The first thing one notices when speaking with Scott Wiener is that he doesn’t just love pizza, he lives it.
As we spoke, the New Jersey native was headed toward a pizzeria in California run entirely by robots. The way he spoke about it, a combination of frenetic energy and childlike glee, gives an idea of the passion this man has for pizza. From touring New York City with his friends to try out different pizza places all the way to claiming a Guinness World Record for number of pizza boxes collected (he currently has over 1,200), Wiener’s journey has been an organic one, starting out as a wild-eyed dive into the world of New York City Pizza. Now he runs Scott’s Pizza Tours in New York City among a myriad of other roles. We had a chance to chat with the pizza virtuoso about his personal journey, his pizza tour company and his favorite pizza boxes.
Why pizza? What attracted you to it and how did you get started?
Besides having a coupe of jobs in kitchens at casual chain restaurants i was really just a consumer. I love pizza and I’ve always loved pizza but I started to get more into it as I realized there was more variation that I thought from growing up in suburban New Jersey.
How did it evolve from loving to eat pizza to something more?
When I went to college people would say try this style of pizza or that style. All these different terms kept coming up and I wanted to know the difference. So as I visited different pizzerias I would ask questions, and I started reading trade magazines. So when I had the vocabulary down and I asked questions I would get real answers because I spoke the language.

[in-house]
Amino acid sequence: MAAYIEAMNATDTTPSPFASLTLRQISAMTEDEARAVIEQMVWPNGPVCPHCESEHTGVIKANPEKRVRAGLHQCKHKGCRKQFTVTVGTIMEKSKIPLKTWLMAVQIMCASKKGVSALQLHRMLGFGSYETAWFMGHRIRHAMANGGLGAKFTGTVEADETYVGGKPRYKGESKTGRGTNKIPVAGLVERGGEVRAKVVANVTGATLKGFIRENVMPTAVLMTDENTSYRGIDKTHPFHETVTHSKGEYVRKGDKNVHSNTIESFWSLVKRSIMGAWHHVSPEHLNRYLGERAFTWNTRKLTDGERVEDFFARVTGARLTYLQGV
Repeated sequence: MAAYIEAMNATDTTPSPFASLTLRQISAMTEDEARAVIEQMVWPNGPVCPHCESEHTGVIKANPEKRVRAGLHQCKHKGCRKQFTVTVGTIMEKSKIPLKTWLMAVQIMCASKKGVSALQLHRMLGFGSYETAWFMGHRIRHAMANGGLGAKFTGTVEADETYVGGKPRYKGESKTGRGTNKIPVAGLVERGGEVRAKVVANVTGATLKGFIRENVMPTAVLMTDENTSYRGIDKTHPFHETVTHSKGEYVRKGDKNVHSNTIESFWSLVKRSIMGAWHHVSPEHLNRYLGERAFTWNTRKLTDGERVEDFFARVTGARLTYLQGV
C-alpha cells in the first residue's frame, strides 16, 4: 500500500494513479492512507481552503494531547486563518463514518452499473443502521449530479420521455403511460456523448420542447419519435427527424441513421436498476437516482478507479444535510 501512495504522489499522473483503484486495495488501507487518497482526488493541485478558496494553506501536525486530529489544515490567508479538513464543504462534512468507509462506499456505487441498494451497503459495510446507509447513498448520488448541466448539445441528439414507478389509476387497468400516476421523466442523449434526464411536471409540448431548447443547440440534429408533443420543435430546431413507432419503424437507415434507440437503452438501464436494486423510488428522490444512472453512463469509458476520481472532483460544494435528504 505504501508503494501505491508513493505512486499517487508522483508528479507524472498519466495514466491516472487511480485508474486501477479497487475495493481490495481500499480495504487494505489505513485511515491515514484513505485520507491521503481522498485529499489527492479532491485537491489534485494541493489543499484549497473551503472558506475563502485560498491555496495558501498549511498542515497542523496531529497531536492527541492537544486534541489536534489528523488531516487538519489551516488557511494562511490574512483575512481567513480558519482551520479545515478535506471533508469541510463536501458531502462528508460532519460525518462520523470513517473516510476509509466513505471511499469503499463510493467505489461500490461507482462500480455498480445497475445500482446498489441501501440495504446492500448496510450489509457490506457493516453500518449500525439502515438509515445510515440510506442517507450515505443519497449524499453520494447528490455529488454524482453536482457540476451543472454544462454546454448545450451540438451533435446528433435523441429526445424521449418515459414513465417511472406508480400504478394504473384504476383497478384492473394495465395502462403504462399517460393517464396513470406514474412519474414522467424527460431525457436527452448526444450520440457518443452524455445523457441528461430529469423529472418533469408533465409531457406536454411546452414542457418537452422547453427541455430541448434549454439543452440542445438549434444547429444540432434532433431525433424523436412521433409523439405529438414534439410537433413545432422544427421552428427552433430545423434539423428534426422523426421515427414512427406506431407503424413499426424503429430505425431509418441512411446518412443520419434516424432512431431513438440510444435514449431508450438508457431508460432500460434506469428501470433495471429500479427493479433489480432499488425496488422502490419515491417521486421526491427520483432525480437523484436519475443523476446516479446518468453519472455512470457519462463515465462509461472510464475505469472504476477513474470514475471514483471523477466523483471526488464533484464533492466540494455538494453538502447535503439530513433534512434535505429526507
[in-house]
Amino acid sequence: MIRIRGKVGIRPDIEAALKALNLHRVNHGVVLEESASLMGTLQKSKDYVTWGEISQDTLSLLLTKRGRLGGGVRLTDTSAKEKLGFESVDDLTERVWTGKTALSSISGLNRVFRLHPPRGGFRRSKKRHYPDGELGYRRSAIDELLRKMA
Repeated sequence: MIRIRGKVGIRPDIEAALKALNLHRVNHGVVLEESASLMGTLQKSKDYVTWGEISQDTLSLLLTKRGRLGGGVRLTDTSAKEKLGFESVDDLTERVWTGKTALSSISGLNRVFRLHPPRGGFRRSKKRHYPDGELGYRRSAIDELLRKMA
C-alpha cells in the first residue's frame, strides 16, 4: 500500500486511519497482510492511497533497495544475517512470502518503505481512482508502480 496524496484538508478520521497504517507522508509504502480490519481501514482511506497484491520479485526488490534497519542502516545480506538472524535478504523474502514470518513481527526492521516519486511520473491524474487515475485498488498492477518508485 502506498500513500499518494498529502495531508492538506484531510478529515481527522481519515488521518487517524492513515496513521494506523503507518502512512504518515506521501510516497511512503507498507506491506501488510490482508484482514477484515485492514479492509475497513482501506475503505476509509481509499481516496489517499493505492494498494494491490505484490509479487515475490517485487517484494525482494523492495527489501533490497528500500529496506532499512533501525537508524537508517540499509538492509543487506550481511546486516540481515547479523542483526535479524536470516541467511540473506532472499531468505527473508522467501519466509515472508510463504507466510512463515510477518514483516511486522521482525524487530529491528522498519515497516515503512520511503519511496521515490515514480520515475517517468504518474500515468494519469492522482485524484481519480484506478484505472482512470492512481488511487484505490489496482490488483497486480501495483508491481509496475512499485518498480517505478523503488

This evolved into a very informal pizza crawling that I would do with my friends. We would hit up four or five pizzerias in a day and that would be fun. That grew into renting buses and eventually selling tickets. Now the business has been running for eight years.
What else do you do besides the tours?
Now I write for magazines and websites and do consulting. All kinds of weird pizza stuff. Judging competitions, you name it. I hold a Guinness World Record for a collection of pizza boxes.
Could you tell our readers more about that? How did that come about?
I think there’s a little part of every kids brain that dreams of being in the Guinness Book of World Records. But when I started collecting, it was really organic. I saw one that said limited edition on the side of the box. I thought “I should probably save it”. Of course, I don’t think anybody else in the world saved it but I did.
That turned into collecting and it just took off from there. I got the world record when I had 600 and now I have double that.
Is there anyone else trying to match your collection?
No, but I would love it if someone else did. Not just because I want competition but there is just nobody else to talk to about pizza boxes, it’s a very small world.
You also wrote a book on the art of pizza boxes, Viva la Pizza!. Did that come before or after the record?
The book was happening before the record. The book was published in November of 2013 and I got the world record two weeks later.
What’s your favorite box in your collection?